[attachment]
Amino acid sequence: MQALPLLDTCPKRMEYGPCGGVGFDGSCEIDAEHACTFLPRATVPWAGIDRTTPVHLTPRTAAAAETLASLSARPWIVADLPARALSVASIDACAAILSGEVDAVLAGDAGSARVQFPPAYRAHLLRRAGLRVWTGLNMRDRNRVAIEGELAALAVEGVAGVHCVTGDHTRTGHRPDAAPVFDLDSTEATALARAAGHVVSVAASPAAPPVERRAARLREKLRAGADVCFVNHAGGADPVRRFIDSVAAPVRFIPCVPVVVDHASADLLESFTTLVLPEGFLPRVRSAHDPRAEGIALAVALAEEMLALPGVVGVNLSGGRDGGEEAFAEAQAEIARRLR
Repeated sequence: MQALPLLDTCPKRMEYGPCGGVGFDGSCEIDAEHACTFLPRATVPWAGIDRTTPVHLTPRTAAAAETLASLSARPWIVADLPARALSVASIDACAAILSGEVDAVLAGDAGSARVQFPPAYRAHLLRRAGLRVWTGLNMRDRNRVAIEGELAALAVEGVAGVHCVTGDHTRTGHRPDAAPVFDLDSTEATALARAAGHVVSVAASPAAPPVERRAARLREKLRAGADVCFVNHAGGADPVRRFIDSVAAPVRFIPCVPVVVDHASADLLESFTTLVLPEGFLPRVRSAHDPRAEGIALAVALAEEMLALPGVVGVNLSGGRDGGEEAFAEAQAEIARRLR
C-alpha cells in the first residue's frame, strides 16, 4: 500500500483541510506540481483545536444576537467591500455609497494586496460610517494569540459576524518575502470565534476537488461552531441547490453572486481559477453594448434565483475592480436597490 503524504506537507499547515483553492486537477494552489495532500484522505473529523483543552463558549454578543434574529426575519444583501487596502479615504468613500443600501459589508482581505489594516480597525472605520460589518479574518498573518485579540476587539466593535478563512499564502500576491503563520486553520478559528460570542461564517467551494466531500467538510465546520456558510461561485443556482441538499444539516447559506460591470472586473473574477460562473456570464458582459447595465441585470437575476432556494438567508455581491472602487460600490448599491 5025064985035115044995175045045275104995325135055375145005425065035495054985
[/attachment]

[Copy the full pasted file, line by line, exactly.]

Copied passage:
Amino acid sequence: MQALPLLDTCPKRMEYGPCGGVGFDGSCEIDAEHACTFLPRATVPWAGIDRTTPVHLTPRTAAAAETLASLSARPWIVADLPARALSVASIDACAAILSGEVDAVLAGDAGSARVQFPPAYRAHLLRRAGLRVWTGLNMRDRNRVAIEGELAALAVEGVAGVHCVTGDHTRTGHRPDAAPVFDLDSTEATALARAAGHVVSVAASPAAPPVERRAARLREKLRAGADVCFVNHAGGADPVRRFIDSVAAPVRFIPCVPVVVDHASADLLESFTTLVLPEGFLPRVRSAHDPRAEGIALAVALAEEMLALPGVVGVNLSGGRDGGEEAFAEAQAEIARRLR
Repeated sequence: MQALPLLDTCPKRMEYGPCGGVGFDGSCEIDAEHACTFLPRATVPWAGIDRTTPVHLTPRTAAAAETLASLSARPWIVADLPARALSVASIDACAAILSGEVDAVLAGDAGSARVQFPPAYRAHLLRRAGLRVWTGLNMRDRNRVAIEGELAALAVEGVAGVHCVTGDHTRTGHRPDAAPVFDLDSTEATALARAAGHVVSVAASPAAPPVERRAARLREKLRAGADVCFVNHAGGADPVRRFIDSVAAPVRFIPCVPVVVDHASADLLESFTTLVLPEGFLPRVRSAHDPRAEGIALAVALAEEMLALPGVVGVNLSGGRDGGEEAFAEAQAEIARRLR
C-alpha cells in the first residue's frame, strides 16, 4: 500500500483541510506540481483545536444576537467591500455609497494586496460610517494569540459576524518575502470565534476537488461552531441547490453572486481559477453594448434565483475592480436597490 503524504506537507499547515483553492486537477494552489495532500484522505473529523483543552463558549454578543434574529426575519444583501487596502479615504468613500443600501459589508482581505489594516480597525472605520460589518479574518498573518485579540476587539466593535478563512499564502500576491503563520486553520478559528460570542461564517467551494466531500467538510465546520456558510461561485443556482441538499444539516447559506460591470472586473473574477460562473456570464458582459447595465441585470437575476432556494438567508455581491472602487460600490448599491 5025064985035115044995175045045275104995325135055375145005425065035495054985